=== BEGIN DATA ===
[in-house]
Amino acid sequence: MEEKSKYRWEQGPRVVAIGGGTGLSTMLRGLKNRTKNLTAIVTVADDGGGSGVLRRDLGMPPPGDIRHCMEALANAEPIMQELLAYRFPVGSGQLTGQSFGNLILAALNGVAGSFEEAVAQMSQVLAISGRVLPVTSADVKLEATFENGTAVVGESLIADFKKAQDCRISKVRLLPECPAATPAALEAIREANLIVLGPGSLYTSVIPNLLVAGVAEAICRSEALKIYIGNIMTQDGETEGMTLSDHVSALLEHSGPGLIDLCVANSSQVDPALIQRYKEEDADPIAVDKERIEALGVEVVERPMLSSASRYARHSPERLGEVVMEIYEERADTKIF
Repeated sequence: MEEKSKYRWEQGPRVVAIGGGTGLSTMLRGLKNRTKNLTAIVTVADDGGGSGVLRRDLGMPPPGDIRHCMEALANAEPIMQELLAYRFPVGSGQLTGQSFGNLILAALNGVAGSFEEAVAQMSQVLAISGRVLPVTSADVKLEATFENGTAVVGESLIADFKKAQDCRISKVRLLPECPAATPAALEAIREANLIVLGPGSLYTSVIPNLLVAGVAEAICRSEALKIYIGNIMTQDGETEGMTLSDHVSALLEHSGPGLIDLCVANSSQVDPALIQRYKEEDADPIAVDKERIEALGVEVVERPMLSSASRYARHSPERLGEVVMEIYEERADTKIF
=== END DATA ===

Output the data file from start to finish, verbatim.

[in-house]
Amino acid sequence: MEEKSKYRWEQGPRVVAIGGGTGLSTMLRGLKNRTKNLTAIVTVADDGGGSGVLRRDLGMPPPGDIRHCMEALANAEPIMQELLAYRFPVGSGQLTGQSFGNLILAALNGVAGSFEEAVAQMSQVLAISGRVLPVTSADVKLEATFENGTAVVGESLIADFKKAQDCRISKVRLLPECPAATPAALEAIREANLIVLGPGSLYTSVIPNLLVAGVAEAICRSEALKIYIGNIMTQDGETEGMTLSDHVSALLEHSGPGLIDLCVANSSQVDPALIQRYKEEDADPIAVDKERIEALGVEVVERPMLSSASRYARHSPERLGEVVMEIYEERADTKIF
Repeated sequence: MEEKSKYRWEQGPRVVAIGGGTGLSTMLRGLKNRTKNLTAIVTVADDGGGSGVLRRDLGMPPPGDIRHCMEALANAEPIMQELLAYRFPVGSGQLTGQSFGNLILAALNGVAGSFEEAVAQMSQVLAISGRVLPVTSADVKLEATFENGTAVVGESLIADFKKAQDCRISKVRLLPECPAATPAALEAIREANLIVLGPGSLYTSVIPNLLVAGVAEAICRSEALKIYIGNIMTQDGETEGMTLSDHVSALLEHSGPGLIDLCVANSSQVDPALIQRYKEEDADPIAVDKERIEALGVEVVERPMLSSASRYARHSPERLGEVVMEIYEERADTKIF